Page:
My mission for this week

A number of readers who responded to my post last Monday, on “inflation and interest rate suppression”, asked me to explain the roles of the International Monetary Fund (IMF), the World Bank and the Bank of International Settlements (BIS).

Ever obliging, my response is as follows:

The BIS stands out in this trio as the institution that has a useful function. It was formed in 1930 and is owned by the world’s 60 central banks. It acts as a prime counterparty for central banks in their financial transactions, mainly international. It also engages generally in discussion between central banks, with the intention of fostering collaboration between them.

The IMF is different. It was established at Bretton Woods in 1945 at the same conference that put the dollar on the Gold Standard at the redemption exchange rate of $35 for an ounce of gold.

The IMF comprises 189 countries and its ambitious founding aims are: “to foster global monetary cooperation, to secure financial stability, to facilitate international trade, promote high employment & sustainable economic growth, and reduce poverty around the world.”

Although not mentioned specifically as one of its original aims, the IMF is now permitted to make sovereign loans, on highly preferential terms, to countries with profligate leaders and ailing economies (two features causally related). The latest is yet another loan to Brazil.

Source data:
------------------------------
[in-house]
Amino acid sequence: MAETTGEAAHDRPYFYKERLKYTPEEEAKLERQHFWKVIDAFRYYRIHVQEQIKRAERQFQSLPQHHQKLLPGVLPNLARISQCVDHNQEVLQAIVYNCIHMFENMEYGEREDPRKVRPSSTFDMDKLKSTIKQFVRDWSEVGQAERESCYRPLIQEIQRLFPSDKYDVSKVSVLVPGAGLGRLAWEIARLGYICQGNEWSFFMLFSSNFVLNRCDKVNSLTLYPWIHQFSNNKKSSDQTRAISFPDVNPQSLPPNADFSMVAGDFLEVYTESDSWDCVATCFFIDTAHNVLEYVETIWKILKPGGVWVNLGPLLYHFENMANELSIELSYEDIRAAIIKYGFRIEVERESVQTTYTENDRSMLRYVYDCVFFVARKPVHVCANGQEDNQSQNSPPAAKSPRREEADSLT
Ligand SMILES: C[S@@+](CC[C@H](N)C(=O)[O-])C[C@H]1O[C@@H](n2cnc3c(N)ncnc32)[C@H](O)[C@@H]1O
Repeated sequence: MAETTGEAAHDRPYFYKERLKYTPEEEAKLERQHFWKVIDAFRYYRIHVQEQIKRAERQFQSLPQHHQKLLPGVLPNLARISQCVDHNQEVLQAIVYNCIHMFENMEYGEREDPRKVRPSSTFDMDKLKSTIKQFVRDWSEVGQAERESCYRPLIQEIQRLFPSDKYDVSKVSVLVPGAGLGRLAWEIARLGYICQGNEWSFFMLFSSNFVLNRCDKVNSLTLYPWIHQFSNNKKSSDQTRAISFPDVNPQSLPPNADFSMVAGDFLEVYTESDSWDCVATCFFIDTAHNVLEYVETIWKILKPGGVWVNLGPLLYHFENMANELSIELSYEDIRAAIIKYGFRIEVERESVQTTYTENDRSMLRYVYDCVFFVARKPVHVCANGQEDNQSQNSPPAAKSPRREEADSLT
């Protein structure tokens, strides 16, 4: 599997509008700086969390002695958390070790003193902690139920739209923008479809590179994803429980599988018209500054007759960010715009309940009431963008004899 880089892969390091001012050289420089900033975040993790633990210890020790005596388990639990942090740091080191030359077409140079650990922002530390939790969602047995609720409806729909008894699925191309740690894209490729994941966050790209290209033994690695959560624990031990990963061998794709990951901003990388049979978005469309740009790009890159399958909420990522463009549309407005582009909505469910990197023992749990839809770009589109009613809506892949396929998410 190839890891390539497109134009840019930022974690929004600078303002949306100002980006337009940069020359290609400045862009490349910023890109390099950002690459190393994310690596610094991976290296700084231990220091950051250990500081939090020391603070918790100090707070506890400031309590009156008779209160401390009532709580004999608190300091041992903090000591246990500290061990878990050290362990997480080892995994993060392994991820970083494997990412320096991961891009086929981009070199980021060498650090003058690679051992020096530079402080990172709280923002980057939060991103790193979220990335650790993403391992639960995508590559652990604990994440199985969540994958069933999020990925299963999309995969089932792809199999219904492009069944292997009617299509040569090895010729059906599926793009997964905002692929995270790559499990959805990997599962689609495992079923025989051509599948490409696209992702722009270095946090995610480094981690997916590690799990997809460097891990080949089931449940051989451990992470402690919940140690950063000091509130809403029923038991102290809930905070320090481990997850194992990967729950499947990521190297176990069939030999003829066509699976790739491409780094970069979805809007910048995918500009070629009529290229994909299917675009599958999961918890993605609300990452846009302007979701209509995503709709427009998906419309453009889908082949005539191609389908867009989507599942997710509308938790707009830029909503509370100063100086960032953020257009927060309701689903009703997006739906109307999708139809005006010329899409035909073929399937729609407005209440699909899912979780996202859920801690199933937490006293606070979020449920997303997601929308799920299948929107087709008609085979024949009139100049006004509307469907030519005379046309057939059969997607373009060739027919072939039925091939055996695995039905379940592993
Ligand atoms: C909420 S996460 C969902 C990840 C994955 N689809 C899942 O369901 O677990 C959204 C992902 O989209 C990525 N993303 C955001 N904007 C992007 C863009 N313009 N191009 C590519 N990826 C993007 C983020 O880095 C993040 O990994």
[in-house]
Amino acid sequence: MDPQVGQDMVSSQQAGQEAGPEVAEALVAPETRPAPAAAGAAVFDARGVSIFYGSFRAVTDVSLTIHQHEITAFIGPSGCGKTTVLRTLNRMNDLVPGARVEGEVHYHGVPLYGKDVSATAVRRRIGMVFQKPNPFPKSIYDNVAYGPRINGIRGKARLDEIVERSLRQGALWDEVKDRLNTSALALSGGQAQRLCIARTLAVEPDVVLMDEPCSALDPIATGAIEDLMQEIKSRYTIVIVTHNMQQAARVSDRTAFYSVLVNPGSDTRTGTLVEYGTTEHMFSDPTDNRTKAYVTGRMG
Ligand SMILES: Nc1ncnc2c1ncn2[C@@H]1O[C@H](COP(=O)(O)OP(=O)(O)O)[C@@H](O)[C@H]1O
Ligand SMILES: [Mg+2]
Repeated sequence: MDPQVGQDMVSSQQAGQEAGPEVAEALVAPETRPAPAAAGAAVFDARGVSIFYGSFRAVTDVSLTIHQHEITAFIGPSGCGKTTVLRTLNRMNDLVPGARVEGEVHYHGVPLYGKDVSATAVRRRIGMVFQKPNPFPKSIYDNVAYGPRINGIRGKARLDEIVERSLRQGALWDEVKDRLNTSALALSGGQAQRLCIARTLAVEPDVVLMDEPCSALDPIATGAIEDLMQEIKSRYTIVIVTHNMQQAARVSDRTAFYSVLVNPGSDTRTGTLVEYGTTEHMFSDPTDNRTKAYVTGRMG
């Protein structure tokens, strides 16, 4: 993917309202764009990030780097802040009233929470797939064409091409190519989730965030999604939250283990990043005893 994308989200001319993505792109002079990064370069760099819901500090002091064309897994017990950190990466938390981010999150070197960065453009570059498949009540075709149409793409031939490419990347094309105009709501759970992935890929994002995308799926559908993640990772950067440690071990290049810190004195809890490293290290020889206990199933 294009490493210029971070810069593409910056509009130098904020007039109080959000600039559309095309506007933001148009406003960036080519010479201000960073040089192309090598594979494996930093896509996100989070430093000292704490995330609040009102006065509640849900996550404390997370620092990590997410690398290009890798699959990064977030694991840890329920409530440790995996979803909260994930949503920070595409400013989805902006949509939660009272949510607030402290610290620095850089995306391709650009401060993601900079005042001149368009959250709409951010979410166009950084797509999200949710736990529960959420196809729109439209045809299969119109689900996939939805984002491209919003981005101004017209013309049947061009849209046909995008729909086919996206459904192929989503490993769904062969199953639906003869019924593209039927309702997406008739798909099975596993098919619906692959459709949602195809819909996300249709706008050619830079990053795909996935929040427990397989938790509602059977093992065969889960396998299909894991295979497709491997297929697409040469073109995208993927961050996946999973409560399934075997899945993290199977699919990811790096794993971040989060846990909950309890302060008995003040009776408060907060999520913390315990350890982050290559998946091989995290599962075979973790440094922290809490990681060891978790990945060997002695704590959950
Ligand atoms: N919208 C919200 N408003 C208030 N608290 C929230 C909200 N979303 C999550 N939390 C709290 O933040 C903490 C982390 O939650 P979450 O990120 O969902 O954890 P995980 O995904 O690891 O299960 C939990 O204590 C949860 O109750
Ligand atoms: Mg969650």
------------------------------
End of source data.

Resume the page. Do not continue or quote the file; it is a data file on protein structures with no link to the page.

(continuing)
the ECB prints confetti to bail out its bust members


In this sense it acts in a quasi-central banking role. For example, the European Central Bank (ECB) is using the confetti it prints every month to bail out every nation in the Eurozone whose finances are stretched to breaking point, partly no doubt to discourage another EU exit!

Grandiose aims

Although the above-declared aims appear to be laudable enough, once the gloss is removed they fall plainly into the category of “wouldn’t it be great if…..” or, in plainer terms, “pie in the sky”. Let’s look at these fine words.

How would they “foster global monetary cooperation” when each country ploughs its own monetary furrow and differs from others only in the degree of purchasing power it destroys every year? The IMF also wants to “facilitate international trade”? Well, just look around you. The countries that trade most successfully are those that pursue policies of genuine free trade – and recognise that trade takes place between businesses, not governments. The last thing they need is help from the IMF.

Employment levels

Note that the IMF also wants to “promote high employment and sustainable economic growth”. Well, again, wouldn’t that be nice! An external agency like the IMF is in no position to promote high employment in a country that, like France (one of the IMF’s own founding signatories), inflicts prohibitive employment taxes, insurances and other surcharges of various descriptions on employers.

I have received first hand information from a Languedoc winegrower that to put 100 euros in a worker’s pocket it costs the employer 170 euros (a tax equal to 70% of net pay). Moreover, dispensing with an employee’s services triggers entitlement to a wholly disproportionate level of compensation that the beleaguered employer must bear.

Is it any wonder that small and growing businesses are petrified of officially taking on much-needed labour? Or that there are such persistently high levels of unemployment in France?